Scientists at the National Center for Tumor Diseases Dresden (NCT/UCC) and Dresden University Medicine, together with an international team of researchers, were able to demonstrate that certain white blood cells, so-called neutrophil granulocytes, can potentially - after completing a special training program -- be utilized for the treatment of tumors.

Green prescriptions could undermine the benefits of spending time in nature
Spending time in nature is believed to benefit people's mental health.

Black patients with lupus have three times higher risk of stroke
New research reveals that, in the U.S., Black patients with lupus have a threefold higher risk of stroke and a 24-fold higher risk of ischemic heart disease.

Study projects more rainfall in Florida during flooding season
A new study by researchers at the University of Miami (UM) Rosenstiel School of Marine and Atmospheric Science projects an increase in Florida's late summertime rainfall with rising Atlantic Ocean temperatures.

More plant diversity, less pesticides
Increasing plant diversity enhances the natural control of insect herbivory in grasslands.

New findings for viral research on bicycle crashes at railroad crossings
Professor Chris Cherry's new work, ''A jughandle design will virtually eliminate single bicycle crashes at a railway crossing,'' provides a unique opportunity to assess the before and after safety performance of fixing a skewed rail crossing for single bicycle crashes.

Ultrasound-guided percutaneous needle biopsy excellent for small pleural lesions diagnosis
According to an open-access article in ARRS' American Journal of Roentgenology, ultrasound (US)-guided percutaneous pleural needle biopsy (PCPNB) has excellent diagnostic accuracy for small pleural lesions.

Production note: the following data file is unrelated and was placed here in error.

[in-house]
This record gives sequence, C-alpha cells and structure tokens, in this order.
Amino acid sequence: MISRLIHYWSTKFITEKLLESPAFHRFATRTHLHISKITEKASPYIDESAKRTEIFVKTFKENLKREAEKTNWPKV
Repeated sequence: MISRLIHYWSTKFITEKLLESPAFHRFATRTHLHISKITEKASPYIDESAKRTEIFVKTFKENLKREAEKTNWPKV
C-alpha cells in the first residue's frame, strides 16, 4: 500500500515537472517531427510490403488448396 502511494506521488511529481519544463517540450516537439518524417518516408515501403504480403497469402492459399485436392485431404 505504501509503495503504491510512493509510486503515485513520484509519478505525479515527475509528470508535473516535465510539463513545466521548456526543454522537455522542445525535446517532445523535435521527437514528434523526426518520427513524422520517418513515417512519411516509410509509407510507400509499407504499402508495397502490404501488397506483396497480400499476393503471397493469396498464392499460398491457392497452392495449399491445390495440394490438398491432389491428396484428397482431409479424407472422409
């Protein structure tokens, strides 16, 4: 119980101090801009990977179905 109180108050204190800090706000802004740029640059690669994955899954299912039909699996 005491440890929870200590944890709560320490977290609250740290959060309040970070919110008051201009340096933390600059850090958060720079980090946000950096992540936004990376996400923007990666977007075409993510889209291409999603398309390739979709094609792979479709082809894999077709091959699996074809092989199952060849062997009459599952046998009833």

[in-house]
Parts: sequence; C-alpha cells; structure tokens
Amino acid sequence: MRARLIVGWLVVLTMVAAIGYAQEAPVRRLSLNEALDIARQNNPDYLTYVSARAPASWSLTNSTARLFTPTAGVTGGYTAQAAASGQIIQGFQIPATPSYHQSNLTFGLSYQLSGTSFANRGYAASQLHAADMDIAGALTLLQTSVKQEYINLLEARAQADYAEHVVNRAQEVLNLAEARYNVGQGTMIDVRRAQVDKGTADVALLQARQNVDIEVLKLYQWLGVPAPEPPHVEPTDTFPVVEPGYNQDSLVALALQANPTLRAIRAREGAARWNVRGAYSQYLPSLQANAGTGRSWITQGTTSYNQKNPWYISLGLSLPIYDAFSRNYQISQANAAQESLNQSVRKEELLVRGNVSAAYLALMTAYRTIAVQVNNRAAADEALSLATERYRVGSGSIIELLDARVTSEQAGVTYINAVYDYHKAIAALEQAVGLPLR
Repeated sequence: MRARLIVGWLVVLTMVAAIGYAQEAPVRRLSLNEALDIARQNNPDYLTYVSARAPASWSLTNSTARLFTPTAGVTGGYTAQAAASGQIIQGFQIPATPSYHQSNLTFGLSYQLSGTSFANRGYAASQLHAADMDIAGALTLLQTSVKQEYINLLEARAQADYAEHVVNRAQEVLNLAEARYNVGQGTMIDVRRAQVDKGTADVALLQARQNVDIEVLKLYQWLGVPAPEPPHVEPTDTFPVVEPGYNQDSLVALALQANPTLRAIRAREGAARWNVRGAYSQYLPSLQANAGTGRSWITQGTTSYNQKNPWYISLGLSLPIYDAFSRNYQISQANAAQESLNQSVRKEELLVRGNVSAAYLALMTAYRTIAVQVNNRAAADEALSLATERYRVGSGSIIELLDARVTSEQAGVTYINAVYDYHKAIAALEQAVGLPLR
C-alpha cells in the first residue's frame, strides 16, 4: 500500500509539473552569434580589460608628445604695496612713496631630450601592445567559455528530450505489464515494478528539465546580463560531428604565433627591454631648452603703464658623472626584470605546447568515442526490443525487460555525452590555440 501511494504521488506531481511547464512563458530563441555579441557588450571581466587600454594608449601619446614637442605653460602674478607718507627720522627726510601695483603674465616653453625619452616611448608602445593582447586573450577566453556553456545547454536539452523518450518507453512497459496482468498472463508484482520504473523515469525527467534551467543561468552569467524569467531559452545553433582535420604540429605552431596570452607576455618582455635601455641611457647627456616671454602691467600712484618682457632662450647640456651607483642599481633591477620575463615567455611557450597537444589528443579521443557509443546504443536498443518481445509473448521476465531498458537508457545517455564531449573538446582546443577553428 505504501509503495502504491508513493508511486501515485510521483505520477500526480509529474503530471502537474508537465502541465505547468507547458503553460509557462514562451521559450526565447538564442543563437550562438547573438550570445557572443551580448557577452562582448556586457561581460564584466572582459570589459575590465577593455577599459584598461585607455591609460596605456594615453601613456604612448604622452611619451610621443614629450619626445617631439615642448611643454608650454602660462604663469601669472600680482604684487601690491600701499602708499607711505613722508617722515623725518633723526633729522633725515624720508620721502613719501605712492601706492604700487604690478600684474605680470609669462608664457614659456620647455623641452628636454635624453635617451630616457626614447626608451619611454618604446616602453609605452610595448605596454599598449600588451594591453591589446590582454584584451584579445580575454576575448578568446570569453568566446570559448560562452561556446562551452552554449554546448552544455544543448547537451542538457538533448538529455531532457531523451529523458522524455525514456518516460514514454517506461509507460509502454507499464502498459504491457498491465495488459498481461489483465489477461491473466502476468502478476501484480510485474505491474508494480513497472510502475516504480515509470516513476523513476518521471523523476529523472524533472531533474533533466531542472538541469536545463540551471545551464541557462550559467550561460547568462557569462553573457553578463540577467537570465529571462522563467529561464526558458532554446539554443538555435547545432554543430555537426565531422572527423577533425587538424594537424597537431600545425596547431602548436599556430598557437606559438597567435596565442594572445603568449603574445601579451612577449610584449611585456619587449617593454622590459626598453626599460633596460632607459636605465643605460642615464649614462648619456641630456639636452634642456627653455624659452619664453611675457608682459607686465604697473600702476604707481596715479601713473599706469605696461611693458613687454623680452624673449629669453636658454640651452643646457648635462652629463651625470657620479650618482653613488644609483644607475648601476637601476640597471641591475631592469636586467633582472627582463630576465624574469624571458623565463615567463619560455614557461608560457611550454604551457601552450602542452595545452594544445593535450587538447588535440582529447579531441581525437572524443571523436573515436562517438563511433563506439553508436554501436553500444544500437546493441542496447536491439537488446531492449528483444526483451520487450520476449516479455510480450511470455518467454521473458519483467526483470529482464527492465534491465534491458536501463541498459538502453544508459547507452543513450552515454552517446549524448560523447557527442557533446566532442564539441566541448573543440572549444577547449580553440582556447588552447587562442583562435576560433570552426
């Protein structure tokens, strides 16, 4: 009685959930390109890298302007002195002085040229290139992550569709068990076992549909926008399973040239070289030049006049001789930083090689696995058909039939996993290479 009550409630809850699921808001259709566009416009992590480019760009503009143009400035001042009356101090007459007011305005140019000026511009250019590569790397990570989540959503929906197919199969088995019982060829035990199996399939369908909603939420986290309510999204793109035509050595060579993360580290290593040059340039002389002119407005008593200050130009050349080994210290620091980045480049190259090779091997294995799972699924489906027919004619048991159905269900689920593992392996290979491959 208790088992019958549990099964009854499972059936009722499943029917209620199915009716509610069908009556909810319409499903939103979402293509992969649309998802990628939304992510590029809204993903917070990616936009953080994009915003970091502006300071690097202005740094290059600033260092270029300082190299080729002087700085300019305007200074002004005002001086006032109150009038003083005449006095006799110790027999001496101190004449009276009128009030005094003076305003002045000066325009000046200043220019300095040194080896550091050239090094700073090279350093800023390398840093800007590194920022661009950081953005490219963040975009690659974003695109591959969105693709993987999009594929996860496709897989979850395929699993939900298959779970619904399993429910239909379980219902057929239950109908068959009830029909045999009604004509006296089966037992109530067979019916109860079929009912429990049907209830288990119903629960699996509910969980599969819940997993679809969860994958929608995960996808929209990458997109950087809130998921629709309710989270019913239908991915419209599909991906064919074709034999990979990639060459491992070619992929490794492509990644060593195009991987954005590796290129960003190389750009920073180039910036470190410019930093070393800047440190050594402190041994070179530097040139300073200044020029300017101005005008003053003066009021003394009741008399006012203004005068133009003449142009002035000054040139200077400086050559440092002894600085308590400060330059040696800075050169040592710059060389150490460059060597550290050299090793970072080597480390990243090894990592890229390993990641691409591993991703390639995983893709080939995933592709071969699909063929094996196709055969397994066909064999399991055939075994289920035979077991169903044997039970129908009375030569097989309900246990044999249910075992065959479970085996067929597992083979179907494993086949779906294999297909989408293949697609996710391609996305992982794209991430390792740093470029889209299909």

Diet and lifestyle during pregnancy linked to modifications in infants' DNA
A new study has shown pregnant women with obesity could reduce the health risks for their infants through improved diet and more physical activity.

Vaccine shows promise against herpes virus
A genetically edited form of a herpes simplex virus has outperformed a leading vaccine candidate in a new study published in Nature Vaccines.

Key features of chronic nonbacterial osteomyelitis identified in groundbreaking study
New research presented at ACR Convergence, the American College of Rheumatology's annual meeting, identified key clinical features of chronic nonbacterial osteomyelitis (CNO), which leads to an important step toward the development of much-needed classification criteria for a disease that affects children and young adults worldwide.

A brief pilot intervention enhances preschoolers' self-regulation and food liking
Mindfulness training and engaging in classroom-based games can influence self-regulation and food liking when introduced during the preschool years according to a new study in the Journal of Nutrition Education and Behavior, published by Elsevier.

Climate change and food demand could shrink species' habitats by almost a quarter by 2100
Mammals, birds and amphibians worldwide have lost on average 18% of their natural habitat range as a result of changes in land use and climate change, a new study has found.

Methotrexate improves function in people with knee OA after 3 months
A new study presented at ACR Convergence, the American College of Rheumatology's annual meeting, shows that after three months of treatment with oral methotrexate, adults with primary knee osteoarthritis (OA) with inflammation had significant improvements in physical function and inflammation, a sign that this inexpensive, generic pill may be an important intervention for knee OA.

Romosozumab substantially builds bone density in hip and spine
New research presented at ACR Convergence, the American College Rheumatology's annual meeting, reveals that romosozumab, an osteoporosis drug, produces substantial gains in bone mineral density in the hip and lumbar spine within one year, and that transitioning patients to a potent antiresorptive drug can lead to even more bone density gains.

How cell processes round up and dump damaged proteins
Reporting unexpected processes, chemist Eric Strieter at UMass Amherst says he and his group have discovered how an enzyme known as UCH37 regulates a cell's waste management system.

Black patients with RA less likely to receive biologic, more likely to get glucocorticoids